The Scottish government has published the first interim report of the Heat Pump Sector Deal Expert Advisory Group, which is a group of professionals supporting the nation's ministry to put in place a scheme to support the massive deployment of heat pumps.
“This is the sort of challenge where a sector deal involving key stakeholders in a broad partnership can make all the difference, ensuring that all the necessary building blocks are in place to drive rapid progress to a specific goal, including the necessary public engagement,” the paper's authors wrote.
Through this initiative, the Scottish government wants to deploy renewable-powered heat pumps on at least 1 million homes and 50,000 non-domestic buildings by the end of this decade. “One immediate thing it can do is use its powers of regulation and planning to drive installation of zero-carbon heating in both old and new buildings, including creating a definitive ‘market moment’ by announcing an end date for fossil fuel heating installation,” the document reads. “A further action which can be taken rapidly, is to directly incorporate the ambitious targets in its own programs.”
These two actions combined, according to the group's experts, will be key to providing the necessary volumes for the creation of a supply chain and price reductions. Another crucial step will be creating awareness of this heating technology among consumers. “Significant effort and resources will be required but most actions proposed are a ramping up or extension of existing activity, albeit at considerable pace and scale, and so there is much to build on,” they further explained. “If the Scottish government follows the recommendations set out in this report, we are confident that [its] ambitious goals for heat pump deployment can be met.”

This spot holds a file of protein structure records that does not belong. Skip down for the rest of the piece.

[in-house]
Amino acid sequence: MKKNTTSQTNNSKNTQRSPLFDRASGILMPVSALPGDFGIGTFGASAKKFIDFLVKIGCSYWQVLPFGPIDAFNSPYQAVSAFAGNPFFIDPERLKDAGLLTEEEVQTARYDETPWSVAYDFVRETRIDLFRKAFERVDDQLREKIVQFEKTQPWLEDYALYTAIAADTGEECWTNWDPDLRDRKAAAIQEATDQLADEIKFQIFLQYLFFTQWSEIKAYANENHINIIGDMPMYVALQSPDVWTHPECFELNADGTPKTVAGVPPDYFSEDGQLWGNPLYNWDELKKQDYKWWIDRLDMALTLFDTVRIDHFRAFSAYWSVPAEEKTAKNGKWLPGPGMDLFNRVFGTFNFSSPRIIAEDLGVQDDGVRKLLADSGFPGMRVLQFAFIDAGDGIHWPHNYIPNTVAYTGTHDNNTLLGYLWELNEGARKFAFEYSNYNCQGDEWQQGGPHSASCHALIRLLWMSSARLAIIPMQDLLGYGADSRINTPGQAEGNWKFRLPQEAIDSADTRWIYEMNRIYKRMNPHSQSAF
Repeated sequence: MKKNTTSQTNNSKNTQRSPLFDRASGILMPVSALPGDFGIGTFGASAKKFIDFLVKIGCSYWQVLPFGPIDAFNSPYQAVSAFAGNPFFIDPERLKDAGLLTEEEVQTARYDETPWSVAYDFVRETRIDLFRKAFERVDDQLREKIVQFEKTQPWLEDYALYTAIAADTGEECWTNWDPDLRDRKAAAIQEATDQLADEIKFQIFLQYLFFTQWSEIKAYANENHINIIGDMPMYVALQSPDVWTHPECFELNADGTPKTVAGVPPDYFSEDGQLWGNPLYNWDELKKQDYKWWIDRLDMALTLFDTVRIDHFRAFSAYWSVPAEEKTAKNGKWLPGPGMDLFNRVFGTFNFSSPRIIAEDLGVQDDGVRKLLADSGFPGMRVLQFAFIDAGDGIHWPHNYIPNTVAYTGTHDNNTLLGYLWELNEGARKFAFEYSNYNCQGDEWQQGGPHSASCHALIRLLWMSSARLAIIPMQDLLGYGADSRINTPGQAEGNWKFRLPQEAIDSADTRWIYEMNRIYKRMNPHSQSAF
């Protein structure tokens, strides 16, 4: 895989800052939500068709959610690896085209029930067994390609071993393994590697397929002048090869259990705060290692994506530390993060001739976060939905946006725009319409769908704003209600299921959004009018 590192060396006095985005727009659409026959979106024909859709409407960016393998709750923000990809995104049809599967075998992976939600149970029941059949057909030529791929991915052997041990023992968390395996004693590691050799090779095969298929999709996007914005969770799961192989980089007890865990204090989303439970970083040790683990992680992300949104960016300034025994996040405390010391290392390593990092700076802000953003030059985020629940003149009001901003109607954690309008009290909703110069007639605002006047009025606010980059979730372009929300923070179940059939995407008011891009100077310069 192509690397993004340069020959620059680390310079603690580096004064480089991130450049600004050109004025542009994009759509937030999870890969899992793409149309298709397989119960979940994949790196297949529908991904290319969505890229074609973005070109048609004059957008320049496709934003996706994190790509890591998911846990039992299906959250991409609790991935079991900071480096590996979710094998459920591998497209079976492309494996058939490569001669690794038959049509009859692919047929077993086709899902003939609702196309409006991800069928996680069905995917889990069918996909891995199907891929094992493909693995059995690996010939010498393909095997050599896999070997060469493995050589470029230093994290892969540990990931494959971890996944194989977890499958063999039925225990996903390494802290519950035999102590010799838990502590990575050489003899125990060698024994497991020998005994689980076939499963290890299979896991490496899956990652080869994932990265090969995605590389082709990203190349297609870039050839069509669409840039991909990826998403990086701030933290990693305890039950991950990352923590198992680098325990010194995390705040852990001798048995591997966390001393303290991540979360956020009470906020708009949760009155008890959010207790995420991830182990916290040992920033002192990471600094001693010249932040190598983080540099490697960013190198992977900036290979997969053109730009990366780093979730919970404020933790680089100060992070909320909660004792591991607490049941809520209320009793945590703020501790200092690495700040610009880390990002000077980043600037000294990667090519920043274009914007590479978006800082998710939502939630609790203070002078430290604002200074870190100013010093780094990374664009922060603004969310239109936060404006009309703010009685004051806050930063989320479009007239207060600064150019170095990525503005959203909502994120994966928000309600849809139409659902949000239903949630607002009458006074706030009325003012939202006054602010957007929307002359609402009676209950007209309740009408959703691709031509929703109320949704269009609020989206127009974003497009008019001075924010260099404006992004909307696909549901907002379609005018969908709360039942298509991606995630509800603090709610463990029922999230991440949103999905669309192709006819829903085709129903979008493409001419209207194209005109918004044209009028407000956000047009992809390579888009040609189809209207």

Similar efforts are currently being made in the Netherlands, where the Dutch association of national-regional electricity and gas network operators, Netbeheer Nederland, are leading a plan to deploy up to 2 million hybrid heat pumps by 2030. The plan should be supported by a subsidy scheme by the government and enable the installation of at least 100,000 heat pumps per year from 2024.
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